The Silvertips’ Ben Hemmerling (left) battles the Giants’ Ethan Semeniuk for the puck during a playoff game on April 30 in Everett. (Olivia Vanni / The Herald)

The Silvertips’ Ben Hemmerling (left) battles the Giants’ Ethan Semeniuk for the puck during a playoff game on April 30 in Everett. (Olivia Vanni / The Herald)

Silvertips reflect on ‘disappointing’ early playoff exit

Top-seeded Everett fell in six games to eighth-seeded Vancouver in the largest playoff upset in WHL history.

It all feels like it’s over too soon.

The Everett Silvertips were one of the WHL’s premier teams during the regular season. They finished with the best record in the Western Conference. They headed into the postseason ranked in the top 10 in the entire Canadian Hockey League.

So packing up to return home less than two weeks after the start of the playoffs is an unexpected detour for the Tips.

“Yeah, it definitely feels too early,” Everett defenseman and co-captain Ronan Seeley said during Wednesday’s exit meetings. “It is what it is, we have to move on eventually.”

Two days after Everett was eliminated from the postseason earlier than anticipated, the Tips found themselves reflecting on a season during which the regular season went so well, but the playoffs went so poorly.

Everett finished the regular season with a 45-14-5-5 record for 100 points, won the U.S. Division championship and earned the Western Conference’s No. 1 seed to the playoffs.

But it all went south in the postseason. The Tips drew the eighth-seeded Vancouver Giants in the first round, a team that finished 47 points behind Everett in the standings. But the Tips lost the best-of-seven series in six games, falling in each of the final three while being outscored 20-9 in the process. The 47-point differential is a new league record for a playoff upset, topping the 37 points that separated top-seeded Everett and seventh-seeded Prince George in 2007’s second-round shocker.

“We didn’t really play to our fullest capabilities,” center Ryan Hofer said. “I think with our potential we could have gone a long way. It just didn’t really end up like that.”

“Obviously it’s disappointing the way it wrapped up for us,” Everett coach Dennis Williams said. “But there were a lot of positives to it. I think it’s important for our group of guys returning that we learn from the series and also from all the accomplishments we had as a team and as individuals throughout the year. I thought our guys gave a real honest effort in the playoffs, it was one of those things where we got behind in a couple games, had some untimely injuries, and couldn’t find a way.”

The injury issues actually cropped up before the series began as team co-captain and co-Most Valuable Player Jackson Berezowski was lost in the second-to-last game of the regular season to an upper-body injury that ended up requiring surgery, depriving the Tips of their leading goal-scorer. Then other top offensive performers Michal Gut and Niko Huuhtanen were lost to lower-body injuries over the course of the series.

“(Berezowski) is a huge player on our team,” Seeley said. “It was tough without him, not only on the ice because he gets big goals, but also off the ice. He’s a huge locker room guy, he’s very vocal and guys respect him. Other guys, including myself, didn’t step up to fill that role well enough. We can blame injuries, but I still think we had the group to win.”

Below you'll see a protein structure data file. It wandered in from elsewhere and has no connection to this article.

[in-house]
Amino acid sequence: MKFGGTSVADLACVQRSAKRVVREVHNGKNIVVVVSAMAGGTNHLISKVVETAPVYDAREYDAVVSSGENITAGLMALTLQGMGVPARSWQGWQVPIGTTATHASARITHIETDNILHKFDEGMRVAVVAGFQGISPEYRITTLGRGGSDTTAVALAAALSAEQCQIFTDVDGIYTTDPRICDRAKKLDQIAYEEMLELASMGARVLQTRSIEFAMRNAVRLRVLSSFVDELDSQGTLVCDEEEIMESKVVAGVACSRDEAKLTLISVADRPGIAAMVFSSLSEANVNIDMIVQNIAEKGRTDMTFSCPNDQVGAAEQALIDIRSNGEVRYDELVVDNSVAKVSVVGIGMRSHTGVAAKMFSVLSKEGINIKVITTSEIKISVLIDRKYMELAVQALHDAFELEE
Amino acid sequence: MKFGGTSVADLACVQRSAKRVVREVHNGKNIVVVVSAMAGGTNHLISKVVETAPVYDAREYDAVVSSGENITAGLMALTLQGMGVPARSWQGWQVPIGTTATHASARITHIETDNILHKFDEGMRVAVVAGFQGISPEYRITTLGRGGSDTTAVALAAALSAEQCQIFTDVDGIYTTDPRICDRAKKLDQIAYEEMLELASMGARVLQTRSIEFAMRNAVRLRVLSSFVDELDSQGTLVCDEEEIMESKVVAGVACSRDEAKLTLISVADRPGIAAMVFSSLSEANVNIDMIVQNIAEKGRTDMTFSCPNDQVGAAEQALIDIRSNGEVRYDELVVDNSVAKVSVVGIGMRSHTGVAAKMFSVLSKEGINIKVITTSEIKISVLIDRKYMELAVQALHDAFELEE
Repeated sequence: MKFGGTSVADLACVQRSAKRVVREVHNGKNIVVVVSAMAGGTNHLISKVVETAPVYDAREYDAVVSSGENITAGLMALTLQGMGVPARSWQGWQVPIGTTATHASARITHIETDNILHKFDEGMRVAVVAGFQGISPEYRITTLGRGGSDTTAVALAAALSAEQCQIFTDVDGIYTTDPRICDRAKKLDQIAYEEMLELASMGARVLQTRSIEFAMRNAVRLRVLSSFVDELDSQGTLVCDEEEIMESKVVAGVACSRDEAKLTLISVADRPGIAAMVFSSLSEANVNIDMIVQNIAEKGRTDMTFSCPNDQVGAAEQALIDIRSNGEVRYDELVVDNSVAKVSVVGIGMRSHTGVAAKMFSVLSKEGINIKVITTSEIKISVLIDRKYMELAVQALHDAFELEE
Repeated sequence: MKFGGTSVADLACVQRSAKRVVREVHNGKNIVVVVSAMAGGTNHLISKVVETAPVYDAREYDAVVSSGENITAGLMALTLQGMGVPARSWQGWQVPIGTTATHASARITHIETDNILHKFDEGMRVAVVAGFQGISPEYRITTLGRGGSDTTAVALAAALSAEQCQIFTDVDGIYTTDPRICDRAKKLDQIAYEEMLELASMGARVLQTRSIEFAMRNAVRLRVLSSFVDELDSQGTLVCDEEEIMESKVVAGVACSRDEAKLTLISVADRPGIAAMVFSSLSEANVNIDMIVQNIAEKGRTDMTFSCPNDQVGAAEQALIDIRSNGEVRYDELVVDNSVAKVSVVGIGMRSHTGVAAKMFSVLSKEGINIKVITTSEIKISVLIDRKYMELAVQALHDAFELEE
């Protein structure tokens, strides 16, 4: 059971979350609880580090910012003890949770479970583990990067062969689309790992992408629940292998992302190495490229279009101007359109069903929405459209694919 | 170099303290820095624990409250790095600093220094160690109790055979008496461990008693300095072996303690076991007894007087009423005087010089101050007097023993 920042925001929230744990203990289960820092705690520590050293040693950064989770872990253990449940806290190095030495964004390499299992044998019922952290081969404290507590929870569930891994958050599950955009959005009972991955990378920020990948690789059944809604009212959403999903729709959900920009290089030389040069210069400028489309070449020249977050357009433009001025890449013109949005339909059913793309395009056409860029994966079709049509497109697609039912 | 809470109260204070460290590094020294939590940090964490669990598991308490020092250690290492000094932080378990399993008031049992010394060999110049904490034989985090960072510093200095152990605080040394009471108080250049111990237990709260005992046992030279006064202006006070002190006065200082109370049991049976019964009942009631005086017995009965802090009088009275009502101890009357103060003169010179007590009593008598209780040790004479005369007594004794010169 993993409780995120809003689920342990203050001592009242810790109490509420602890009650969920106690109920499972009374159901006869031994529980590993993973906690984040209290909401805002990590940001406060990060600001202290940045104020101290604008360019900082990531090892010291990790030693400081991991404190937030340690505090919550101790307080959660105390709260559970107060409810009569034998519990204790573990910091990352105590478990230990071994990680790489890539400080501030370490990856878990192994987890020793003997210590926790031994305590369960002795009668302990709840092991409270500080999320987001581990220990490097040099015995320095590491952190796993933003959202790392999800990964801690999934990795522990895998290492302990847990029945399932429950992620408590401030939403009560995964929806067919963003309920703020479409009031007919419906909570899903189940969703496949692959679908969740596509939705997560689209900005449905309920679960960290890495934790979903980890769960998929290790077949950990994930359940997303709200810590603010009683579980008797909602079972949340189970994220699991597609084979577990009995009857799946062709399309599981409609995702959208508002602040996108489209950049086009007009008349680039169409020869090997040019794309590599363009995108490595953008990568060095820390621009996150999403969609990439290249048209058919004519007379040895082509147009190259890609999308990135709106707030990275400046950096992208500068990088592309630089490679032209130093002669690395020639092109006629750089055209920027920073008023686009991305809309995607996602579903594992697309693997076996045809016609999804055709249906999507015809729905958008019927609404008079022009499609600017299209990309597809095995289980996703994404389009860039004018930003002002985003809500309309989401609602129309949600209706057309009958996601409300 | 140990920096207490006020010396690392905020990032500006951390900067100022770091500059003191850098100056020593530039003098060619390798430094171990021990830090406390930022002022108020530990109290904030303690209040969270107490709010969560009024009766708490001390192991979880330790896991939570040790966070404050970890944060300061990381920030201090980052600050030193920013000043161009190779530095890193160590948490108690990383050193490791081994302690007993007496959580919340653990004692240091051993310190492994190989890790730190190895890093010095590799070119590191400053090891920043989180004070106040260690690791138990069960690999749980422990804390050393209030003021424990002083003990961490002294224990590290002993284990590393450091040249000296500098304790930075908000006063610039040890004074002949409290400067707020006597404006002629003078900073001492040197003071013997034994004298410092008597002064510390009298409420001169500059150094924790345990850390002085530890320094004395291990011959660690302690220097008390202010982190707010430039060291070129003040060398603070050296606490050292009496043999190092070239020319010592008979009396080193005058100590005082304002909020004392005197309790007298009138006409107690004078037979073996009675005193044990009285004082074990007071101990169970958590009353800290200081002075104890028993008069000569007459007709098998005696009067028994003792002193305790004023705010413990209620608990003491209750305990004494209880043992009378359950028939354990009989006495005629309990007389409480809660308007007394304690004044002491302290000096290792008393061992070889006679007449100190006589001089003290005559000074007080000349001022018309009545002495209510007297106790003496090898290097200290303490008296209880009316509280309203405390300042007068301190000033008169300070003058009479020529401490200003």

Vancouver also proved to be a tough matchup for the Tips. The teams split their four matchups during the regular season, suggesting they were in for a competitive series. The Giants then got No. 1 goaltender Jesper Vikman back from at long-term injury for the start of the playoffs and he was a difference-maker, particularly in his 50-save shutout in Game 5. And Everett never solved Vancouver’s top line of Zack Ostapchuk, Fabian Lysell and Adam Hall, which combined for 14 goals and 27 assists in the series.

“As a group as a whole we did not rise to the occasion of the playoffs,” Seeley said. “I think Vancouver did well, they have a good team and are well coached. But you can see it in the scores, we didn’t rise to the occasion.”

As for next season, Everett’s roster will undergo big turnover. Overagers Alex Swetlikoff, Hunter Campbell and Jonny Lambos have aged out of the league. Seeley is a 19-year-old signed NHL draft pick, so he’s almost certain to play professionally in the Carolina Hurricanes’ system next season. Team co-MVP Olen Zellweger had the kind of campaign that makes it possible he’ll make the NHL’s Anaheim Ducks next season as a 19-year-old. Sniper Huuhtanen theoretically should be back as a 19-year-old, but Everett hasn’t had much luck getting Finnish players to stick around for more than one season. And the Tips will only be able to return three of the eight 2002-born players from this year’s roster as overagers.

Whether Zellweger and Huuhtanen return will be the biggest determinant of next season’s team. Having those two back along with Berezowski, two other 2002s, and a good group of rising 18-year-olds would give the Tips a solid core to work with.

“No matter who is in the lineup, there’s always going to be the work ethic and the attention to detail,” said Hofer, who’s one of the many candidates for next season’s three overage spots. “That’s the Silvertip way. Whatever lineup we have in September I think it will be the same as this season because of that work ethic and belief.”

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